Eventers for Equality: A Show of Support from Area VII Eventers

Prince and Jasper. Photo by Kate Mills.

Like many people, I have spent the past couple of weeks negotiating a range of emotions. Several truths coexist for me: I am outraged at continued incidences of police brutality toward black Americans. I grew up in a law enforcement family, which has placed me in a position to know and love many great officers throughout my lifetime, so I generally support law enforcement and have a great respect for what they do. Implicit bias, systemic racism, and white privilege are real, and they affect decision making whether we realize it or not. And… I compete in one of the whitest, most elite, and inaccessible sports that exists. As someone who feels strongly that all people deserve equal treatment and an equal chance in this world, I began to experience an internal conflict unlike any I have previously experienced.

Sky the dog! Photo by Erin Tomson.

I honestly considered my own white privilege in a way I hadn’t before and I decided that, as someone with privilege, I have a responsibility to use it for good and do what I can to contribute to changing a broken system. I spent several days struggling with the desire to DO something – anything that would help! – while simultaneously feeling guilt over my excitement for an upcoming outing to a clinic (which would be the first outing of 2020 due to winter followed by the quarantine). I was really excited to finally get off the farm, take lessons, and see friends! But how could I possibly take my horse and go gallivanting around the cross country course while others were out on the streets literally protesting for their lives?

Gail, Dee and Kenzie. Photo by Erin Tomson.

I called up one of my closest friends, who isn’t a horse person, but does happen to be a professor of intercultural communication and a black woman – this is relevant to point out because her advice was framed by both an academic understanding of the issues as well as first-hand personal experience living as a black person in America. Her advice was relatively simple: start a conversation in your community. Change begins with awareness and education, which requires communication. I felt incredibly empowered by her advice. I said, “I can do that!” And I set out to make my clinic weekend one in which I could enjoy my horse and my friends, AND recruit allies within my circle to speak out in support of the Black Lives Matter movement.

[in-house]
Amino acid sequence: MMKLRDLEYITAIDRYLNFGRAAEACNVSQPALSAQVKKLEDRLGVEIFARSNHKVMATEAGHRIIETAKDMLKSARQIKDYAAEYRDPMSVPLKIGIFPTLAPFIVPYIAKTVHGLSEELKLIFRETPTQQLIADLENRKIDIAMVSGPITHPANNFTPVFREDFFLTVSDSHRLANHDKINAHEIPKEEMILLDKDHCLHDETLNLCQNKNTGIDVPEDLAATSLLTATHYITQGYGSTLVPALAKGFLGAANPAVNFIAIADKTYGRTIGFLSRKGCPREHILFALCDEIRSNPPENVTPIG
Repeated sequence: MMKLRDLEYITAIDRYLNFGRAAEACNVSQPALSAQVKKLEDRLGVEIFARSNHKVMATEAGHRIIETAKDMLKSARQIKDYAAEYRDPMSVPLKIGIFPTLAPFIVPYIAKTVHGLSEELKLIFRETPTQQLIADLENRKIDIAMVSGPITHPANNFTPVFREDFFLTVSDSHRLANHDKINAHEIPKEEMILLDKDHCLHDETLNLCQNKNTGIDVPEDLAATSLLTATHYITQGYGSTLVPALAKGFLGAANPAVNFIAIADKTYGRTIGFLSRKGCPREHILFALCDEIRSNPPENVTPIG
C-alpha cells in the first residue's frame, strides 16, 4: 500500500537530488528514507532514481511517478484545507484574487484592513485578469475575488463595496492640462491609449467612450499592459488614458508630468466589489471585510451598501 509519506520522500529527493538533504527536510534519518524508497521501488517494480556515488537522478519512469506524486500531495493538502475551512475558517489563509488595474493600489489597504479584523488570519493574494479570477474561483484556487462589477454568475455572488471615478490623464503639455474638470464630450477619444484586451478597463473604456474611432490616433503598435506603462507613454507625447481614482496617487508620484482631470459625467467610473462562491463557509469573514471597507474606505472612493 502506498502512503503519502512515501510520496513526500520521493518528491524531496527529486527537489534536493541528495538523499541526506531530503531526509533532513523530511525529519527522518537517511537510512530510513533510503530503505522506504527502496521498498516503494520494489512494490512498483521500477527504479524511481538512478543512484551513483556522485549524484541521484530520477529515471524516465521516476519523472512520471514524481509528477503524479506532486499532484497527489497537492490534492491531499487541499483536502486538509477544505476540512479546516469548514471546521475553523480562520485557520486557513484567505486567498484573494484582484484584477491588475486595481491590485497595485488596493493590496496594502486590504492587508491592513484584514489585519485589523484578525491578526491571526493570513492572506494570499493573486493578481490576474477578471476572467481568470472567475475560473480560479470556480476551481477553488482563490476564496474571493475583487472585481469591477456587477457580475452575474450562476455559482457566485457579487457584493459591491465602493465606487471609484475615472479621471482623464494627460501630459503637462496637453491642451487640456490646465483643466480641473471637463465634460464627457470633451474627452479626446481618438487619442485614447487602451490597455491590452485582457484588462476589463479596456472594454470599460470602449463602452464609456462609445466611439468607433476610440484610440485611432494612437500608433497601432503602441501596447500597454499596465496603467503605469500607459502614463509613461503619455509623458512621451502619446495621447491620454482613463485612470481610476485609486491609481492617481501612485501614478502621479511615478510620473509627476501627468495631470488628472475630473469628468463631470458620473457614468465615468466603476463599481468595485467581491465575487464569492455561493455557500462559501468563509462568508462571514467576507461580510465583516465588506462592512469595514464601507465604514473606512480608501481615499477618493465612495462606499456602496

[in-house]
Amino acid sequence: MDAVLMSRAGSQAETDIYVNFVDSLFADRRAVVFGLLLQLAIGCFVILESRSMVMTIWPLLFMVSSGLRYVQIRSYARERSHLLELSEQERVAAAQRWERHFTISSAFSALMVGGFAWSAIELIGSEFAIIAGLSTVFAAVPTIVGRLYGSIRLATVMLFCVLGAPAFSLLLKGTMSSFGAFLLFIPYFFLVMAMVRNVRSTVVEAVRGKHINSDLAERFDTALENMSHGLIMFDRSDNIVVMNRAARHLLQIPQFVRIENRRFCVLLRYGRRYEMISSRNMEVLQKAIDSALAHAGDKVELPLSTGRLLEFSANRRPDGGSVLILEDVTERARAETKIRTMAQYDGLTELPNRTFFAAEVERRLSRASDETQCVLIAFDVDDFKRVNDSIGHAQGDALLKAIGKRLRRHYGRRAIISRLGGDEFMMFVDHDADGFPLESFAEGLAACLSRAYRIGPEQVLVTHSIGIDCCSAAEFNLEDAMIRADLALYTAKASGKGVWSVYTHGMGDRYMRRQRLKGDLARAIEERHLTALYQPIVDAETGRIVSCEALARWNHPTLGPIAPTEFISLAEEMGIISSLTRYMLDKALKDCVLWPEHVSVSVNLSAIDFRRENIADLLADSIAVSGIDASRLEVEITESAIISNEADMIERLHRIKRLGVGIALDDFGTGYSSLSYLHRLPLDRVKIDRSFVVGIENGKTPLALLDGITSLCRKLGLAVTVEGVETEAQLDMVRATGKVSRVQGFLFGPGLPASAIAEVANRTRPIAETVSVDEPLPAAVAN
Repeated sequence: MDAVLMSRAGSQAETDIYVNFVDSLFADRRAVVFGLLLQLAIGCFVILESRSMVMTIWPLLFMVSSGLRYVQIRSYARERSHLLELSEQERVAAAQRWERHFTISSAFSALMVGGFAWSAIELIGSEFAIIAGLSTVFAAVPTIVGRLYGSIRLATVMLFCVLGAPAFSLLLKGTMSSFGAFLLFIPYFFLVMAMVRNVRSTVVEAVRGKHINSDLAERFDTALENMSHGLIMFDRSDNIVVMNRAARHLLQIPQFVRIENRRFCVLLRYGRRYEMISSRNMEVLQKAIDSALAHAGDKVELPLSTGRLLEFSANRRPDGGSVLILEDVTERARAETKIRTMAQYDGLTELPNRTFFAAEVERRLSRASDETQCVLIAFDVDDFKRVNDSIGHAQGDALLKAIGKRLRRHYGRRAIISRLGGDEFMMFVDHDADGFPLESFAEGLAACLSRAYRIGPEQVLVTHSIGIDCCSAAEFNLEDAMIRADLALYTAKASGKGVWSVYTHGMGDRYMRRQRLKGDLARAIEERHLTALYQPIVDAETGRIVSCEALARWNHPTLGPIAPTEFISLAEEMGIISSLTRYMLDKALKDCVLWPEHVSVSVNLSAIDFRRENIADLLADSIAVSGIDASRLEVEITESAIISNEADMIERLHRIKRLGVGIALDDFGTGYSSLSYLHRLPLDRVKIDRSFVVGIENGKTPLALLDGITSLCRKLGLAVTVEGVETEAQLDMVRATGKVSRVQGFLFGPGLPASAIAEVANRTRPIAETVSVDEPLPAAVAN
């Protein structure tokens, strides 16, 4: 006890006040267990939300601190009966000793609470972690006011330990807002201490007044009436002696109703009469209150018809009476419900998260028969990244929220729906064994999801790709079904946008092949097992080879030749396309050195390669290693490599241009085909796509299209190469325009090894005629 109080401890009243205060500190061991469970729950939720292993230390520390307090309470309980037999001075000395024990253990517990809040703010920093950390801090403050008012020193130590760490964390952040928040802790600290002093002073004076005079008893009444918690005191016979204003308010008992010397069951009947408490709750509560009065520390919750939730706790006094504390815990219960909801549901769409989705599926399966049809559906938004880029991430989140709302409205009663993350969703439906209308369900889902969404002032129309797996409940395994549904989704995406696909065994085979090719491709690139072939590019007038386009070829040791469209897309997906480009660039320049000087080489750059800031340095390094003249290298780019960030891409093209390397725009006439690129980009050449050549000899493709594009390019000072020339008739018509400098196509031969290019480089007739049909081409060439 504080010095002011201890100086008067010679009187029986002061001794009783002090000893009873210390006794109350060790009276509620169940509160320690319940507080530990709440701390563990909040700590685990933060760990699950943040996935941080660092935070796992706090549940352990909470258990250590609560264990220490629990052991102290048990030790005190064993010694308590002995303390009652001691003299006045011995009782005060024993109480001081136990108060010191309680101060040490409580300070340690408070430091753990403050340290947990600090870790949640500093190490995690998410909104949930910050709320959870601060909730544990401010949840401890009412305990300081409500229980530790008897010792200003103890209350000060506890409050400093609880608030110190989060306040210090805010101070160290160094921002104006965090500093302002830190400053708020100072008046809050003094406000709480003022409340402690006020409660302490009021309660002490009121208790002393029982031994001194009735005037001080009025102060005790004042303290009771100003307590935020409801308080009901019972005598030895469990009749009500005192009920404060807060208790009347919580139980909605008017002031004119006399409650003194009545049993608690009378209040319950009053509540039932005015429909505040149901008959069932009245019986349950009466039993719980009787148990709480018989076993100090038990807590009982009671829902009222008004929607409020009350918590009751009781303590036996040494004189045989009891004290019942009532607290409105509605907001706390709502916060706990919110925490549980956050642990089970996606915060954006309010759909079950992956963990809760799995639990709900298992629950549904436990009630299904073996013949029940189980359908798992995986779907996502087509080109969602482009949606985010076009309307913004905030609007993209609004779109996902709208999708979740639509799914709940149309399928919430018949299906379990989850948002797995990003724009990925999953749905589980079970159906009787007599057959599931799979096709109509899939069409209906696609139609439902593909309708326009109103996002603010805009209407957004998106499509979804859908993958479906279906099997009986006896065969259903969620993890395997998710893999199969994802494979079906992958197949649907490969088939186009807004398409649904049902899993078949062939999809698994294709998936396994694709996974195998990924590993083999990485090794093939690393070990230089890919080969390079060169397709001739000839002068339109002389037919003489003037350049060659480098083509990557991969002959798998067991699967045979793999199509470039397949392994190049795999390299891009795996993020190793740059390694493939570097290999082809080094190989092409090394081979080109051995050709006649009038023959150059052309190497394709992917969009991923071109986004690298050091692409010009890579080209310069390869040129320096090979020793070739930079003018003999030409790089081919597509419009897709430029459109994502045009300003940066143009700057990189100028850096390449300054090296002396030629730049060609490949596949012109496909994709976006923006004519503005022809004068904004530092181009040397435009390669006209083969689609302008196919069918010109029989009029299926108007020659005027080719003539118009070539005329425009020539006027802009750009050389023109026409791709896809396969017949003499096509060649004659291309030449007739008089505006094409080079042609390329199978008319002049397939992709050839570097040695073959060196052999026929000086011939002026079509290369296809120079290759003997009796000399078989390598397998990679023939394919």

Lois and Sarah. Photo by Erin Tomson.

I took poster board with me and a friend brought the markers. Throughout the day on Saturday, I asked people who were gathered about watching lessons if they would like to make a poster and take pictures to help me show that our community of eventers supports equality. I was really pleased with the positive response I got from people! Due to the difficulty of scheduling and the need to maintain COVID safety measures, we didn’t gather as one large group, but instead opted to take multiple small group pictures throughout the weekend. It was a really empowering addition to the weekend of riding, and we all felt like we were taking one tiny step toward a better world. Looking back at the pictures, I realized most of us are smiling, and I had the realization that happy expressions on our faces might be perceived as dismissive of the movement, insincere, or just inappropriate. In reality, we felt genuinely good about what we were doing, and that came through in our expressions. We obviously can’t go back in time and re-take the pictures, so I want to acknowledge this and simply state that I am learning as I go. And my efforts should NOT stop here!

Photo by Erin Tomson.

With more clinics and events starting back up, it’s a perfect opportunity to encourage people to consider their privilege and how to use it to do something good. The more voices of allies that speak up, the more we drown out those who perpetuate racism. The black community needs us to speak up to know they are welcome in the horse world and that they have our support. Voicing support doesn’t break down the structural barriers that prevent people from accessing horses, but it’s a first step in the right direction.

Photo by Erin Tomson.

I encourage all who are reading this to participate – when the eventing community sets its mind to something, we can accomplish great things! Let’s be leaders in the broader world of equestrian sports and stand up in support of the black community (we need to stand in support of all communities, but the BLM movement takes priority at the moment). If a small group of Area VII Eventers can make posters, take pictures, and voice our support for equality, you all can do it too! This is not the time to stay silent. Silence indicates compliance with the status-quo. Speak up for what you believe in – our voices together have power.


Erin Tomson. Photo by Lois James.

About the author: I am a Communication Professor in the Edward R. Murrow College of Communication at Washington State University. I got my start riding with Palouse Hills Pony Club and have been an active rider and volunteer in Area VII throughout my adult life.